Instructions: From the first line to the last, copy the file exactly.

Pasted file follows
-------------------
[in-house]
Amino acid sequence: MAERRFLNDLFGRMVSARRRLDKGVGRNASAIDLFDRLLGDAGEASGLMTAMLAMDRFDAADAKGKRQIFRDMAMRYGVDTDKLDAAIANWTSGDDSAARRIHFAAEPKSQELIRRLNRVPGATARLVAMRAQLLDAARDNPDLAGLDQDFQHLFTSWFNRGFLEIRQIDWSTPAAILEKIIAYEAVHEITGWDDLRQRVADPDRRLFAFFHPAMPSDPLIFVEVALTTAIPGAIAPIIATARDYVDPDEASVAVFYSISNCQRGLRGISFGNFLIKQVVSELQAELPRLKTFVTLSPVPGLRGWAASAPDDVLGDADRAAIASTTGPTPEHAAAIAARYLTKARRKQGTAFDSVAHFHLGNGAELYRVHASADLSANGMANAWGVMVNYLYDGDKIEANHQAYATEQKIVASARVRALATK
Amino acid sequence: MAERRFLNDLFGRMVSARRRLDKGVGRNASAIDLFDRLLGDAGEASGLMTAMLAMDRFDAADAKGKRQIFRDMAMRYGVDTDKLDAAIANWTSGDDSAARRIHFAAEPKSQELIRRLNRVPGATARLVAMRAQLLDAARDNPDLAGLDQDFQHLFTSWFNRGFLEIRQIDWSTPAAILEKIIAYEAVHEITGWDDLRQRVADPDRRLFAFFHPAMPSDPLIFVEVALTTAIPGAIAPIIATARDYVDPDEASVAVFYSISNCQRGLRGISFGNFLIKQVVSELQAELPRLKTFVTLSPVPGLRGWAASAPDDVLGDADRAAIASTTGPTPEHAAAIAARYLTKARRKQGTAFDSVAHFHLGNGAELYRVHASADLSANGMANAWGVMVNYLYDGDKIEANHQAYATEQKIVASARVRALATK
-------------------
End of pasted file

[in-house]
Amino acid sequence: MAERRFLNDLFGRMVSARRRLDKGVGRNASAIDLFDRLLGDAGEASGLMTAMLAMDRFDAADAKGKRQIFRDMAMRYGVDTDKLDAAIANWTSGDDSAARRIHFAAEPKSQELIRRLNRVPGATARLVAMRAQLLDAARDNPDLAGLDQDFQHLFTSWFNRGFLEIRQIDWSTPAAILEKIIAYEAVHEITGWDDLRQRVADPDRRLFAFFHPAMPSDPLIFVEVALTTAIPGAIAPIIATARDYVDPDEASVAVFYSISNCQRGLRGISFGNFLIKQVVSELQAELPRLKTFVTLSPVPGLRGWAASAPDDVLGDADRAAIASTTGPTPEHAAAIAARYLTKARRKQGTAFDSVAHFHLGNGAELYRVHASADLSANGMANAWGVMVNYLYDGDKIEANHQAYATEQKIVASARVRALATK
Amino acid sequence: MAERRFLNDLFGRMVSARRRLDKGVGRNASAIDLFDRLLGDAGEASGLMTAMLAMDRFDAADAKGKRQIFRDMAMRYGVDTDKLDAAIANWTSGDDSAARRIHFAAEPKSQELIRRLNRVPGATARLVAMRAQLLDAARDNPDLAGLDQDFQHLFTSWFNRGFLEIRQIDWSTPAAILEKIIAYEAVHEITGWDDLRQRVADPDRRLFAFFHPAMPSDPLIFVEVALTTAIPGAIAPIIATARDYVDPDEASVAVFYSISNCQRGLRGISFGNFLIKQVVSELQAELPRLKTFVTLSPVPGLRGWAASAPDDVLGDADRAAIASTTGPTPEHAAAIAARYLTKARRKQGTAFDSVAHFHLGNGAELYRVHASADLSANGMANAWGVMVNYLYDGDKIEANHQAYATEQKIVASARVRALATK